Thursday, May 19, 2005
Gallup Poll Results: Three-Fourths of Americans Choose Euthanasia  

As noted on Blogs for Terri from Editor & Publisher, according to a recent Gallup poll, three-fourths of Americans support euthanasia. This is a 6% increase form 2004. Although I have some difficulty with the question as it was posed,
When a person has a disease that cannot be cured, do you think doctors should be allowed by law to end the patient's life by some painless means if the patient and his family request it?
the overall gist of the question is somewhat clear. With a 75% approval, it is not surprising that majorities of demographic groups who would be considered opponents of euthanasia actually supported it: Evangelicals (61%), Weekly Churchgoers (51%), and self-described conservatives (63%).

I am not actually surprised at these numbers. During the last weeks of Terri Schiavo's life it was clear that there was a lack of interest in defending the life of Ms. Schiavo. The euthanasia movement has slowly made inroads into the legal, social, and religious areas over the past decades such that many people do not consider euthanasia (especially when it is not termed as such) to be morally wrong. Many Christians simply do not see a problem with directly ending the life of a person in order to eliminate that person's (and often the caregivers') pain.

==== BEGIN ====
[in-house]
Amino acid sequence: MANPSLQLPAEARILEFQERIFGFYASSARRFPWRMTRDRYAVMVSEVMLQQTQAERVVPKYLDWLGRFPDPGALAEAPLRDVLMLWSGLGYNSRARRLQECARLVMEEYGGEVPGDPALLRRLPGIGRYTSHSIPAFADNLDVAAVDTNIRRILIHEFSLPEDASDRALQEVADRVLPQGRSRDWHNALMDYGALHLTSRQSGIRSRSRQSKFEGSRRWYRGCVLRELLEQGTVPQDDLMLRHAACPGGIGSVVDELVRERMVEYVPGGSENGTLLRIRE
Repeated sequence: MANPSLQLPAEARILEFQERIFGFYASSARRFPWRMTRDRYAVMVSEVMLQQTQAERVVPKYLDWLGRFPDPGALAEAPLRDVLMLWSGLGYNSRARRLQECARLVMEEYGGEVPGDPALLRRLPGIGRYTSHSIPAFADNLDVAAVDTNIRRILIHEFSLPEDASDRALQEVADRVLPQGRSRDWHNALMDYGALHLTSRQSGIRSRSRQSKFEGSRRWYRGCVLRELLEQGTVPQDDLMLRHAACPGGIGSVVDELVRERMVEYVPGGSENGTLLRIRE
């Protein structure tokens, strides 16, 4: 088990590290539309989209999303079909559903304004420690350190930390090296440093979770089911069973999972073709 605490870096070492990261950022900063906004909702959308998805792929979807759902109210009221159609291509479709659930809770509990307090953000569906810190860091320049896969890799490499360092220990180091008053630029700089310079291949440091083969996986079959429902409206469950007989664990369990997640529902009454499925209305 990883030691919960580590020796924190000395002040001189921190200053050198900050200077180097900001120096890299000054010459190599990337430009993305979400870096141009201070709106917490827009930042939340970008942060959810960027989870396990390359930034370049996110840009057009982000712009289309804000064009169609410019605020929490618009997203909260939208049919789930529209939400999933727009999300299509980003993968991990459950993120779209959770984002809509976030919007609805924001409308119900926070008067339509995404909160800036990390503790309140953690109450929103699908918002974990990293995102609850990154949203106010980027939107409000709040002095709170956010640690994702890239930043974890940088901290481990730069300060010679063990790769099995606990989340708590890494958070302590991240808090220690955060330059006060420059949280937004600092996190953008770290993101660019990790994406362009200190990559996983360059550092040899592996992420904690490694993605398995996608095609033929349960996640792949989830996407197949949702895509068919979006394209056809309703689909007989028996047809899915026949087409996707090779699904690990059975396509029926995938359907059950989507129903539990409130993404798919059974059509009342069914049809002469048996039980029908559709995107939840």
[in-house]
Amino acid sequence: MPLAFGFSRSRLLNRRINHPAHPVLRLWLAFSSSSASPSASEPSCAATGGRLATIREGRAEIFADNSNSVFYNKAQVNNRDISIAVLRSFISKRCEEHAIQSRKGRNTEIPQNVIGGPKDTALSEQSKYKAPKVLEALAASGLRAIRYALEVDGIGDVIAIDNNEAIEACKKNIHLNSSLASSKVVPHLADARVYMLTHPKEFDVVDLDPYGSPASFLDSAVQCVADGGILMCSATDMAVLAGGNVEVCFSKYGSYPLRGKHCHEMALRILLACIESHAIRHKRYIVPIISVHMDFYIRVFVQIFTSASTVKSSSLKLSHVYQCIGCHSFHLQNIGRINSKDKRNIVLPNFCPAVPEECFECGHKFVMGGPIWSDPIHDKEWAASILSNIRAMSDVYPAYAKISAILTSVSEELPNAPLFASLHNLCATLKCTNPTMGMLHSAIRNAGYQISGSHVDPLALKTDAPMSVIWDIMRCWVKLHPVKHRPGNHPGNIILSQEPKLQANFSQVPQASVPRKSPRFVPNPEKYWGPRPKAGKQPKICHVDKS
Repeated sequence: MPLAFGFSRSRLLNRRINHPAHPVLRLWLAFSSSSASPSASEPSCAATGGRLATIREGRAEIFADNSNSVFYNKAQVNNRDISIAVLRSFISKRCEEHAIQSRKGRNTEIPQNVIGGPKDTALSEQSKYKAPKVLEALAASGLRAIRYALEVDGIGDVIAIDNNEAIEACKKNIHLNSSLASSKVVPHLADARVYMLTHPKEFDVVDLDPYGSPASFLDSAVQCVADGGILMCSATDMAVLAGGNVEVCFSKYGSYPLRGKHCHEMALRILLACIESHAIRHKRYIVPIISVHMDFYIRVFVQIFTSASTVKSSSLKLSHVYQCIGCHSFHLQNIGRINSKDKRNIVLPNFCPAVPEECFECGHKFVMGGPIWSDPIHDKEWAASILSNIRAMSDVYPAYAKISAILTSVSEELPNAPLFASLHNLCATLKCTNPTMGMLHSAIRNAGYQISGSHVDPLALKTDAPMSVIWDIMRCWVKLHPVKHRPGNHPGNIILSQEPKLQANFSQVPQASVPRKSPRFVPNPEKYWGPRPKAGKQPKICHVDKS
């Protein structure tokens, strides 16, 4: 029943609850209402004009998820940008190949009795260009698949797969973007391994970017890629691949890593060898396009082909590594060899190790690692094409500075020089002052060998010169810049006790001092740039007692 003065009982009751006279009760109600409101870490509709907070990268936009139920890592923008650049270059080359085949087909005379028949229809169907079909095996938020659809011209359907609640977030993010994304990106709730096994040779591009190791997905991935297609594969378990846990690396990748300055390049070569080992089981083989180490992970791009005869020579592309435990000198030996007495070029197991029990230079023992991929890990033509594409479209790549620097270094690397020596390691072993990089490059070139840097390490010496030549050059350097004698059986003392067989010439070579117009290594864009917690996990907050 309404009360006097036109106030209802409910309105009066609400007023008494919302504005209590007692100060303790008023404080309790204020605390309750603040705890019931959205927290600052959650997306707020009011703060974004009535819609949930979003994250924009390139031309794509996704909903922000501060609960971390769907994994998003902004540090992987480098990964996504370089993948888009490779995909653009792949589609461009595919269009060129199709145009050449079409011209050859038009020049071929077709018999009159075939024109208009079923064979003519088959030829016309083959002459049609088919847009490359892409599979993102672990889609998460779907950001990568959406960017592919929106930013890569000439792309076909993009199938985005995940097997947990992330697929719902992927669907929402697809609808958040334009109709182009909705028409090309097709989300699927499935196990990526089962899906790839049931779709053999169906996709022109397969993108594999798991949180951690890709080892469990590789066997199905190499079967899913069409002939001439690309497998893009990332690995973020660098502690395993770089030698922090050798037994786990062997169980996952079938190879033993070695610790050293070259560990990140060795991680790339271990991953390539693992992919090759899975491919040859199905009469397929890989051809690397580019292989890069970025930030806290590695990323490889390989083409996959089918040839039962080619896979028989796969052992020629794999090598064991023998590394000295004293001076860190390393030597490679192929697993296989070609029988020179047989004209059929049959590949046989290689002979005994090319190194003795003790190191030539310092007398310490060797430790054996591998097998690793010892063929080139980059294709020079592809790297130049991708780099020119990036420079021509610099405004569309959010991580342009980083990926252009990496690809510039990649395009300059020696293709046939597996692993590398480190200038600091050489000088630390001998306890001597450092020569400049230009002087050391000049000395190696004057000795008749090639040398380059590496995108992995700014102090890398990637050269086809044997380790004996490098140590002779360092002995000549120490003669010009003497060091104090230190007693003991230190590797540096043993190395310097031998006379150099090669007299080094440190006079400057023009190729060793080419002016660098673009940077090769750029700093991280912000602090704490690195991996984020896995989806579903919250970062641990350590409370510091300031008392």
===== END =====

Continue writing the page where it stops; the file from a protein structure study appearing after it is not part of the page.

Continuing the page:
Dare I say that for some Christians there is even a theological mindset that makes euthanasia quite acceptable. For those who believe that salvation is simply a one-time event which cannot "be lost", there is an understanding that it is okay to help this person destined for Heaven by speeding the person's journey with a quicker death. Even for some Christians, the lack of a sufficient theological understanding of suffering lends to the acceptance of the mentality that suffering is to be avoided at all costs, even the cost of a person's life. The depth of such thinking might help to explain the other disturbing percentage that indicated that a full 59% of respondents would be willing to take their own lives to eliminate severe pain. It would seem, as Blogs for Terri notes, that those who are willing to take their own lives are more likely to be willing to take the life of someone else.

Posted by David at 2:27 AM  |  Comments (1)  | 

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By Anonymous Test, at May 28, 2005 5:17 AM  

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